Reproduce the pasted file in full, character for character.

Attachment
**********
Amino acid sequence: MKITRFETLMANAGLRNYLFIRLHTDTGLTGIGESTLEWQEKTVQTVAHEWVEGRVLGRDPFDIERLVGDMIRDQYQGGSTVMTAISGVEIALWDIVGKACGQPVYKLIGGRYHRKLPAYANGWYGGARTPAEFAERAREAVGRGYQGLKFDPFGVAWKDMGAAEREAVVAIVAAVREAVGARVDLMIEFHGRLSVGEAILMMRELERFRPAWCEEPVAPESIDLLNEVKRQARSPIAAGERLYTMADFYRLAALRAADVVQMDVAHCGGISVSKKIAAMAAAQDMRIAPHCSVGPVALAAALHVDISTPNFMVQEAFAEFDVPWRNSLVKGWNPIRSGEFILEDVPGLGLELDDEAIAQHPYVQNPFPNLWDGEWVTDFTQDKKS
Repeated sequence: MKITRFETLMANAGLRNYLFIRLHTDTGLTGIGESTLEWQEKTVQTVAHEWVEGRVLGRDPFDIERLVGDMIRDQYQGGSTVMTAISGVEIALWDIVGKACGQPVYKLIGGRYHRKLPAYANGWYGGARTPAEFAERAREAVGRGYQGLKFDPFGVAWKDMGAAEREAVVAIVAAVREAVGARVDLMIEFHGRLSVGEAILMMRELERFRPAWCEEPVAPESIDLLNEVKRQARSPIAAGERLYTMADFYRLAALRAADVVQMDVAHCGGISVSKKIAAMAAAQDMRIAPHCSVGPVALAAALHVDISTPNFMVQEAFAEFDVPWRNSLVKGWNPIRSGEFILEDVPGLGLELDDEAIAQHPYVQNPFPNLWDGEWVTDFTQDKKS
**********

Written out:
Amino acid sequence: MKITRFETLMANAGLRNYLFIRLHTDTGLTGIGESTLEWQEKTVQTVAHEWVEGRVLGRDPFDIERLVGDMIRDQYQGGSTVMTAISGVEIALWDIVGKACGQPVYKLIGGRYHRKLPAYANGWYGGARTPAEFAERAREAVGRGYQGLKFDPFGVAWKDMGAAEREAVVAIVAAVREAVGARVDLMIEFHGRLSVGEAILMMRELERFRPAWCEEPVAPESIDLLNEVKRQARSPIAAGERLYTMADFYRLAALRAADVVQMDVAHCGGISVSKKIAAMAAAQDMRIAPHCSVGPVALAAALHVDISTPNFMVQEAFAEFDVPWRNSLVKGWNPIRSGEFILEDVPGLGLELDDEAIAQHPYVQNPFPNLWDGEWVTDFTQDKKS
Repeated sequence: MKITRFETLMANAGLRNYLFIRLHTDTGLTGIGESTLEWQEKTVQTVAHEWVEGRVLGRDPFDIERLVGDMIRDQYQGGSTVMTAISGVEIALWDIVGKACGQPVYKLIGGRYHRKLPAYANGWYGGARTPAEFAERAREAVGRGYQGLKFDPFGVAWKDMGAAEREAVVAIVAAVREAVGARVDLMIEFHGRLSVGEAILMMRELERFRPAWCEEPVAPESIDLLNEVKRQARSPIAAGERLYTMADFYRLAALRAADVVQMDVAHCGGISVSKKIAAMAAAQDMRIAPHCSVGPVALAAALHVDISTPNFMVQEAFAEFDVPWRNSLVKGWNPIRSGEFILEDVPGLGLELDDEAIAQHPYVQNPFPNLWDGEWVTDFTQDKKS